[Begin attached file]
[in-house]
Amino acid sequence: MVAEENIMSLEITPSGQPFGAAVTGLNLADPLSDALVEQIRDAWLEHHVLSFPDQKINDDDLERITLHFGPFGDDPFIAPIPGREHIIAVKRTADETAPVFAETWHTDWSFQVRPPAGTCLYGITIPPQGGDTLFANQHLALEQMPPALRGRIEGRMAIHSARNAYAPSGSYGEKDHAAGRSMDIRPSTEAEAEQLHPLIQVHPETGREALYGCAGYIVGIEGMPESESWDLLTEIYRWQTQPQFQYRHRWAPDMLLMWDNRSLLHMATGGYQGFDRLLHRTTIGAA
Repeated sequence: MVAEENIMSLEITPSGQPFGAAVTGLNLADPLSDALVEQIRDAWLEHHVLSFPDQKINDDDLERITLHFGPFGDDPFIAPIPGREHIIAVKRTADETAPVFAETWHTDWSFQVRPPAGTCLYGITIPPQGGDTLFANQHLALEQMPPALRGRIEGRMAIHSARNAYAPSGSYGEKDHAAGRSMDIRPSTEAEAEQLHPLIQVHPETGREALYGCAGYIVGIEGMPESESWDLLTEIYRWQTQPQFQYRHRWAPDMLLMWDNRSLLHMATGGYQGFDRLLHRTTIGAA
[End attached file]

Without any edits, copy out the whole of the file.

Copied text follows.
[in-house]
Amino acid sequence: MVAEENIMSLEITPSGQPFGAAVTGLNLADPLSDALVEQIRDAWLEHHVLSFPDQKINDDDLERITLHFGPFGDDPFIAPIPGREHIIAVKRTADETAPVFAETWHTDWSFQVRPPAGTCLYGITIPPQGGDTLFANQHLALEQMPPALRGRIEGRMAIHSARNAYAPSGSYGEKDHAAGRSMDIRPSTEAEAEQLHPLIQVHPETGREALYGCAGYIVGIEGMPESESWDLLTEIYRWQTQPQFQYRHRWAPDMLLMWDNRSLLHMATGGYQGFDRLLHRTTIGAA
Repeated sequence: MVAEENIMSLEITPSGQPFGAAVTGLNLADPLSDALVEQIRDAWLEHHVLSFPDQKINDDDLERITLHFGPFGDDPFIAPIPGREHIIAVKRTADETAPVFAETWHTDWSFQVRPPAGTCLYGITIPPQGGDTLFANQHLALEQMPPALRGRIEGRMAIHSARNAYAPSGSYGEKDHAAGRSMDIRPSTEAEAEQLHPLIQVHPETGREALYGCAGYIVGIEGMPESESWDLLTEIYRWQTQPQFQYRHRWAPDMLLMWDNRSLLHMATGGYQGFDRLLHRTTIGAA